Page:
Posted July 22, 2020
Last modified July 22, 2020
By Frances Mize
Built in 1995 and operated now by the Bar Harbor-based Maine Seacoast Mission, the 75-foot long, steel-hulled Sunbeam V clears harbors of ice in the winter months, and in all seasons serves as a place of fellowship and communion for those unbridged islands of Maine that support year-round populations.
Douglas Cornman, director of island outreach, whose work ranges from leading worship services to arranging an anthology of creative works from the islands, notes that “the boat’s never locked, the coffee is always hot. Folks are welcome on board, and we’ll just sit and chat.”
While the rest of the world struggles to fall into the rhythms of Zoom meetings and a life wrenched online, this sort of digital connection is nothing new for the Sunbeam. In addition to serving as a space for community, telemedicine equipment aboard the ship ensures that islanders have access to quality, reliable healthcare.
Director of Island Health Services Sharon Daley travels to the islands and performs routine checkups herself, but islanders are also put in touch via video call with physicians and mental healthcare providers on the mainland. On-island services are varied and robust, from an eldercare program organized by Daley to Cornman’s work facilitating the transition of teenagers moving off their home island for high school on the mainland.
Still, Daley notes that most of the Sunbeam’s work is flexible and guided by immediate, voiced need.
“When we’re on the islands, Douglas and I walk around, and I make house calls. Or if I’m walking down the road, somebody goes by in a truck and they stop to talk to me. I do a lot of check-in like that.”
So, with the Sunbeam pulled from the water last June for a routine refit, Daley and Cornman continued to get to Maine’s unbridged islands by any means possible: ferries, mail boats, lobster boats. Their work chugged on. But temporarily moving the Sunbeam out of operation wasn’t the only challenge the Seacoast Mission would face in the year to come: the onset of COVID-19 ultimately cut off their island visitations altogether.
The Sunbeam now holds weekly “coffee chats” online, and Daley still urges islanders to contact her with any health concerns, emphasizing that “this is not the time to put off your healthcare needs.”
The relative isolation of the islands has not shielded them from ramifications of the coronavirus. Struggling before the pandemic, Maine’s lobster industry, intractable from the economic life of many of these communities, is taking an additional hit as tourism across the state dwindles and drives market prices down.
Cornman hears “reserve and caution in people’s voices, waiting to see how this all plays out.” He also laments the fact that the Seacoast Mission can no longer meet with the islanders on their home turf. Communication in person allows Daley and Cornman to understand how they can do their best work. “It’s often through chatting with someone on the boat that Sharon and I will hear one of the islanders talk about something we can help them with,” he said. “The goal wasn’t to intentionally find that out, but we found that out because we were there.”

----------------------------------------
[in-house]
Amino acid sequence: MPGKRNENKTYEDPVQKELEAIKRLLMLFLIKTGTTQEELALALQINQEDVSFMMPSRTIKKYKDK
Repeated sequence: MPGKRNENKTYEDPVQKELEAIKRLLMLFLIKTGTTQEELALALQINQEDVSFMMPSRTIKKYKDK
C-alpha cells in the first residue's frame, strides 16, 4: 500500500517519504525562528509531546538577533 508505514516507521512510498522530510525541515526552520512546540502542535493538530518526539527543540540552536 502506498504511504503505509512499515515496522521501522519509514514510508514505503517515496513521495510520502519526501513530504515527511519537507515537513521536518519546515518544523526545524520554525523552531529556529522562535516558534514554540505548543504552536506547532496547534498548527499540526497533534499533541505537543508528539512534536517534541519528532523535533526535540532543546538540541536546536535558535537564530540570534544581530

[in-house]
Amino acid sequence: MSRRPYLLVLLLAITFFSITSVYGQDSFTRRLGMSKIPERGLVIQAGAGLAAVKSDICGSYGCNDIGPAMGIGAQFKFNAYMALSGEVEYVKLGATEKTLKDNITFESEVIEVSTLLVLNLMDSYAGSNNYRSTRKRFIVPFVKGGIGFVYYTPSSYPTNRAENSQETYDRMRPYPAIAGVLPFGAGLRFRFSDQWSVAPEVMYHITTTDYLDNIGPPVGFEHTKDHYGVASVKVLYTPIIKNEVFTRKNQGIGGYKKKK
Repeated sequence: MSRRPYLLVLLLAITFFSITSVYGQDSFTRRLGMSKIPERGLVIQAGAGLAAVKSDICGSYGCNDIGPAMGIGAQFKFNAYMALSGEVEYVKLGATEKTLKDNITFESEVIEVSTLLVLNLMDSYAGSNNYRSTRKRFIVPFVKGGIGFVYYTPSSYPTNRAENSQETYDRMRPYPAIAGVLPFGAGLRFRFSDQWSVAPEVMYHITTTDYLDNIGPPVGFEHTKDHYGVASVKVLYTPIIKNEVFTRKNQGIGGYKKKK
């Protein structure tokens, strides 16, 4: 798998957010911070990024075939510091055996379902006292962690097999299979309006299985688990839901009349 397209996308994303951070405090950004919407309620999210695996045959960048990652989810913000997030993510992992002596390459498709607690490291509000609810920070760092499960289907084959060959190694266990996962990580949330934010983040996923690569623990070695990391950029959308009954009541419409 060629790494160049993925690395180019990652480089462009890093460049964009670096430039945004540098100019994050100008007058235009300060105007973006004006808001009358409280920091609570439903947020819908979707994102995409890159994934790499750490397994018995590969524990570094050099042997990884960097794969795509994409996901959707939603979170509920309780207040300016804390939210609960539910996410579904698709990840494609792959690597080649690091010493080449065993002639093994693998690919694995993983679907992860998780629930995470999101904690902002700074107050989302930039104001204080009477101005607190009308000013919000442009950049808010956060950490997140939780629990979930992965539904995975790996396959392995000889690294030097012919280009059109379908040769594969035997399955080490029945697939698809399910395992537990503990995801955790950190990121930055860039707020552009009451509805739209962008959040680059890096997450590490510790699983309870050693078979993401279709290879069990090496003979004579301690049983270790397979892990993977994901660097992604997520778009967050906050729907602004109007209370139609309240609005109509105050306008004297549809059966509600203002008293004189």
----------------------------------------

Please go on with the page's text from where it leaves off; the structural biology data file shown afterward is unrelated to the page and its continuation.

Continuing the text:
Daley describes her work similarly: “It’s a lot of listening.” She notes that some islanders have even said to her, “I might not even come down to the boat, but I feel better when I just see it in the harbor.”
The Seacoast Mission has traveled to Maine’s unbridged islands since 1905 to deliver the same care and support that Daley and Cornman provide now. Daley feels like her work relies upon that longstanding reputation of the organization.
“When I first started this job, I had a lot of trust from the communities just because I work for the Maine Seacoast Mission.” Despite technological advancements, a massive renovation, and a myriad of changing circumstances, the efforts of the Sunbeam still move forward.
Daley says people have asked her why she continues to support communities of such small numbers. “I just don’t know what to say besides ‘Why wouldn’t you?’”
The Sunbeam has been in dry dock since May of 2019, with the primary goal addressing interior hull rust, reports Capt. Mike Johnson.
“Steel boats rust from the inside out, given that access for routine maintenance is impossible. After 25 years, rust was beginning to take hold and we needed to address it before it became a structural issue,” he reported.
Since she was out of the water, the Seacoast Mission chose to update almost all of the interior, including bridge electronics.
COVID 19 along with rust being being more pervasive than expected has slowed progress of the work.
The initial estimate of cost was $1.2 million, but the additional rust damage has pushed up the cost, he said.
The good news, Johnson says, is that “We will be launching a ‘good as new’ boat in mid-August for less than half of new construction.”